One of the reasons that I love science is that it gives me the power to do things. It is probably one of the things that attracted me to chemistry as a kid- the ability to make things explode, burn, gel, polymerize, change color- all of these have a visceral appeal to them.
I was a kid when computers first became available to individuals. There is no doubt that I fell in love with them for exactly the same reason.
What makes chemistry so hard is not that there is any one part that is beyond the comprehension of an idividual of normal intelligence, but that the subject is so vast and interelated that it is difficult to get a hand hold in the beginning. And frankly, what one learns in the earliest formal class in chemistry doesn't give one much ability to do things. It gets a little better in organic chemistry, the power yield, but the input in time, and the necessity to master a daunting array of facts by internalizing a handful of powerful organizing principles escapes many, if not most, students. But this is what is necessary to use chemistry to do things.
Computer programming, when I was a kid up through college, was similarly daunting. I learned Basic, then FORTRAN, assembly, then C, then C++. Each new project was begun anew, though I learned to save my earlier work.
Paradigms began to emerge in computer science that conspired to save prior work and coding. The use of libraries of code meant that once something hard was figured out, one could include this work in new programs. Changing and extending this could be problematic, but it was very much an improvement.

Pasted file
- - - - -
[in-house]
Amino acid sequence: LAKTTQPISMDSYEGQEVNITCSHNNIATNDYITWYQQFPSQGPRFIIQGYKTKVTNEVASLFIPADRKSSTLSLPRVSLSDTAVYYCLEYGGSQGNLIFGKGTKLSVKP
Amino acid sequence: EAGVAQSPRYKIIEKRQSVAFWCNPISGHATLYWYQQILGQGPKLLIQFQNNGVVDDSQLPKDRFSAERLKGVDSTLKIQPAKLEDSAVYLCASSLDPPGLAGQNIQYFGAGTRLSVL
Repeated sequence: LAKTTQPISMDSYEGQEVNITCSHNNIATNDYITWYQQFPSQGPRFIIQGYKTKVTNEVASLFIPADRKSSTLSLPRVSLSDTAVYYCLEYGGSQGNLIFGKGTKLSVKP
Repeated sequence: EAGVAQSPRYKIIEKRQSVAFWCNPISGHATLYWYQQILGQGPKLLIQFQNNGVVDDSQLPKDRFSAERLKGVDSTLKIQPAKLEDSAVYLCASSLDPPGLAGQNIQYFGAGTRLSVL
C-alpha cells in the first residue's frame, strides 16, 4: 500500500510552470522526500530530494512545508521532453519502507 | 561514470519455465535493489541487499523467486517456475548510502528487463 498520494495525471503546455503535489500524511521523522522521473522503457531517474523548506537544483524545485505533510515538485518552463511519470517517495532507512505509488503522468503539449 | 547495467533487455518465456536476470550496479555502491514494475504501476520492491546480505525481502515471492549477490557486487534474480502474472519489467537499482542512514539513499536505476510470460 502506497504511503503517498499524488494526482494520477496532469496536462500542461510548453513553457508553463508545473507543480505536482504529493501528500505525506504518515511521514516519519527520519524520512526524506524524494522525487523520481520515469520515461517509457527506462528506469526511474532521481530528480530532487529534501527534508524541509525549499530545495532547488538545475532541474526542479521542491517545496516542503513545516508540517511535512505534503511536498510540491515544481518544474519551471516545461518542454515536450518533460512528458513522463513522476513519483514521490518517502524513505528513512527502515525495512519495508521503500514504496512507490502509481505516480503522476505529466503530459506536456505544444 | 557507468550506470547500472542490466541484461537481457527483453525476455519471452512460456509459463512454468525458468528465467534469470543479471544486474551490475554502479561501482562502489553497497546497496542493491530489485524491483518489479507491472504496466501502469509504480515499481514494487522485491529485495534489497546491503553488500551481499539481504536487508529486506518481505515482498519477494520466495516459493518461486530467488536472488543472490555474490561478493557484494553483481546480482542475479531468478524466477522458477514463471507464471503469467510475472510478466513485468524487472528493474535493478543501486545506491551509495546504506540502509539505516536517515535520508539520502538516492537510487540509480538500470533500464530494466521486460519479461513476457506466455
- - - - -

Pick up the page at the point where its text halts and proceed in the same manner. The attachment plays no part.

If libraries of code were designed well, the person using them did not need to worry about how they worked.
This continues to this day, with the advent of programming models such as Object Oriented Programming. This took some time for me to understand, but the benefits were clear- when designed well, it allowed even more code reuse, less worry about how the implementation was done, but significantly, it allowed one to 'grandfather' in earlier code, using inheritance, to make a new variant of the code that extended or changed the original without doing any modification to the original directly.
There is a similar seismic shift in Web-based programming. We are in the early phases of this, although web applications are available that have the functionality of desktop apps (Google's Spreadsheet and Wordprocessing applications are examples. You need a Google account to get to them, but that is free, as are the apps.)
It is particularly easy to use some of the resources available on the web- Google, Yahoo, Amazon, and others are providing application programming interfaces (APIs) to their services. This allows someone with very limited programming experience to leverage the work (and servers!) of these companies to accomplish goals in their own webpages.
Both Yahoo and Google have map services and provide APIs for them. With just a few lines of code, I can (for example) bring up a map of the National Zoo in Washington DC. All the work to find and display this data, to say nothing of the expense and work that went in to gathering and entering it into computers, is available to me free of charge. The force multiplication is hard to imagine.